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Armey Says FreedomWorks Ready to Mobilize Beyond Health Debate

Get ready to see a whole lot more of former Rep. Dick Armey (R-Texas).

Although it’s been six years since he retired and headed downtown to K Street, the former Majority Leader says his post-Congressional career is just getting started. Newly freed from his nine-to-five lobbying gig at DLA Piper, the GOP rabble-rouser is now working full-time at FreedomWorks, a grass-roots conservative group at the center of the health care debate.

Boasting 750,000 activists with ready and now-proven online mobilization abilities, Armey says his organization’s members are ready to sabotage immigration reform, a cap-and-trade proposal and other Democratic legislative priorities that are likely to stir the conservative base.

Democrats “are like a bunch of duck hunters,— Armey said in an interview Tuesday. “They can’t fulfill their desires to take over the health care system, they’re not going to sit there and relax, they are going to turn their attention to something else.—

The White House has asked that immigration reform be taken up before the end of the year, while contentious climate change legislation already passed by the House awaits Senators when they return in September.

Even though health care remains on the front burner, Armey said his group already is preparing to pounce.

“We sit here ready to jump to the right or to the left,— Armey said.

Armey confirmed that his group is dead-set against the pending cap-and-trade bill and not in favor of granting earned status to the estimated 13 million undocumented workers in the United States.

“If you, in fact, are in our country breaking laws, you should have full prosecution of the law,— Armey said, adding that his belief is that undocumented immigrants must leave the country before applying for readmission. “Cap-and-trade is an enormous energy tax and a unilateral effort to accommodate environmentalists.—

Long considered too reliant on direct mail and elderly activists to be nimble, Armey said FreedomWorks’ involvement in the current health care drive showcases how Republicans are catching up with Democrats on the technology front.

FreedomWorks President Matt Kibbe said his group had an $8 million budget last year but otherwise does not discuss money “to protect aggressive attacks on companies who people have claimed are donors but aren’t even donors.—

Still, Kibbe offered a peak at his group’s potential. Although far less than the Democratic National Committee’s powerful 15 million-plus e-mail list it inherited from Barack Obama’s presidential campaign, Kibbe said FreedomWorks has a 400,000-member e-mail list and gets roughly 70 percent of its donations from individuals.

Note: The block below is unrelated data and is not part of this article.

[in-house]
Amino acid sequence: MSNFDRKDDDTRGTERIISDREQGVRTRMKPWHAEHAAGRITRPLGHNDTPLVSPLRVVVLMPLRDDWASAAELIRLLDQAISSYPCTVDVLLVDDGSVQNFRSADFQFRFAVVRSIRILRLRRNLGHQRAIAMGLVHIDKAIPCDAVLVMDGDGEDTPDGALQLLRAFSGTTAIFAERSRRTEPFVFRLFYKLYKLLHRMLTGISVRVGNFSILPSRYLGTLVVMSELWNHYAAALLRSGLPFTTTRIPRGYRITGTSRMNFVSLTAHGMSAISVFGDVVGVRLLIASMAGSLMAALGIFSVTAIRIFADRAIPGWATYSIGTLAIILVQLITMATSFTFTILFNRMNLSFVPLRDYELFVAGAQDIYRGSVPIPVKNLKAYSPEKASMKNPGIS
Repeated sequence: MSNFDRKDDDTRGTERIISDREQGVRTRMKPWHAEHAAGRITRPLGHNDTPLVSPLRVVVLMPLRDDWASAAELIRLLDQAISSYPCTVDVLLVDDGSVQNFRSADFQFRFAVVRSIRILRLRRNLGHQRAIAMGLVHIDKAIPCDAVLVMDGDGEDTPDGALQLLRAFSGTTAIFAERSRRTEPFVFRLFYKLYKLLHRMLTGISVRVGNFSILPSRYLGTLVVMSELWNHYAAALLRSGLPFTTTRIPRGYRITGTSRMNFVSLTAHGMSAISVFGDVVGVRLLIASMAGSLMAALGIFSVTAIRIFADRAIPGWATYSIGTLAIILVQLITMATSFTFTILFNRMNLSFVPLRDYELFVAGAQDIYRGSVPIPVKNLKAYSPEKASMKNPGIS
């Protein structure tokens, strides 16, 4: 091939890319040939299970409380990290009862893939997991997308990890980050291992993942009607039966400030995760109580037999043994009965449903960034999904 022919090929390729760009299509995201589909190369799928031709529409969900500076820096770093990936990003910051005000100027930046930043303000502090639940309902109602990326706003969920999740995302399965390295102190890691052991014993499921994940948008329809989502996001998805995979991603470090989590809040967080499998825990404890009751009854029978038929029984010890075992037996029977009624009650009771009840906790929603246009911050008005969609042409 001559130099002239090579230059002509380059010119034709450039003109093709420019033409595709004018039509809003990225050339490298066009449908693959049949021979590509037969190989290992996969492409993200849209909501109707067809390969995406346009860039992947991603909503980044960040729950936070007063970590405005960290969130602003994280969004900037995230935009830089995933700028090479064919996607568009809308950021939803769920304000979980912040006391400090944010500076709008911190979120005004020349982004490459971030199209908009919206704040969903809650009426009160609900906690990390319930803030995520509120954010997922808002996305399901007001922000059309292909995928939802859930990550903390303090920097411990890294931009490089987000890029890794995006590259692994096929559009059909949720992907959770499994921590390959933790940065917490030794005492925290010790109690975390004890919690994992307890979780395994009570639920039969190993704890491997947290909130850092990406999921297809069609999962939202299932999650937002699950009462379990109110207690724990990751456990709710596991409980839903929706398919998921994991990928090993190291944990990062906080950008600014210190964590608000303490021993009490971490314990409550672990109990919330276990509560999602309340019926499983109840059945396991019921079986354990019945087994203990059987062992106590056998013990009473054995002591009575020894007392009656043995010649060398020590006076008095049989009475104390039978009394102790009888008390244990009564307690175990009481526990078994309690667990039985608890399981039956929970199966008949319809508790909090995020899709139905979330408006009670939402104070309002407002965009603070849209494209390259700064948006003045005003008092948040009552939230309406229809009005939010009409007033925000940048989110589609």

The organization is also finalizing the migration of its fundraising operations from direct mail — long considered the sweet spot for conservative issue groups — to the Internet.

“We’re catching up with them. Conservative groups were behind and they didn’t use these tools as effectively as the other guys did,— Armey said. “We wanted to be the first that got out there … [to] use the Internet effectively for the right cause.—

He continued: “If we haven’t led the way on the conservative side of the ledger on how to most effectively use these instruments that have been used so well by [] and the Obama campaign, we are certainly leaders on the other side of the aisle.—

Armey flatly dismissed criticisms that his members are responsible for highly publicized disruptions at recent health care town hall meetings, blaming most of last week’s anecdotal dispatches on the followers of perennial presidential candidate and political gadfly Lyndon LaRouche.

“The Lyndon LaRouche-ers have hounded and pestered town hall meetings since Moby Dick was a minnow. I had to put up with the LaRouche-ers, these guys have to put up with the LaRouche-ers,— Armey said. “But if you take a look at the guys with the Nazi signs, nine out of 10 times they’re LaRouche-ers.—

“We have always instructed our activists to mind your manners, have a good presentation, be civil and courteous and you improve your chances of being called upon and being able to ask your question and get your feet into the Congressional fire,— he continued. “You can’t do that if you’re making a demonstration of yourself.—

DLA Piper announced last week that Armey was departing after six years at the firm. Armey strongly denied he was ousted at the behest of a firm’s health care clients or its partners.

In a brief statement announcing his departure last week, DLA Piper Chairman Frank Burch said “we are sorry to see Dick Armey leave … but we appreciate his taking the initiative to clear up confusion concerning FreedomWorks.—

Burch made clear, however, that “FreedomWorks is a separate and distinct entity from DLA Piper.—

Armey maintains that his association with the contentious conservative group simply became too disruptive to continue his work for the lobbying firm, particularly when reporters and television personalities were regularly dinging him.

“It was clear that they were never going to get away from this simple minded theme,— he said. “There was no single firm client that, to my knowledge, asked for my dismissal and nobody in the firm asked for my dismissal.—

He added: “This was Dick Armey making a very simple decision: I have to give full and free expression to my voice and my fight for liberty.—

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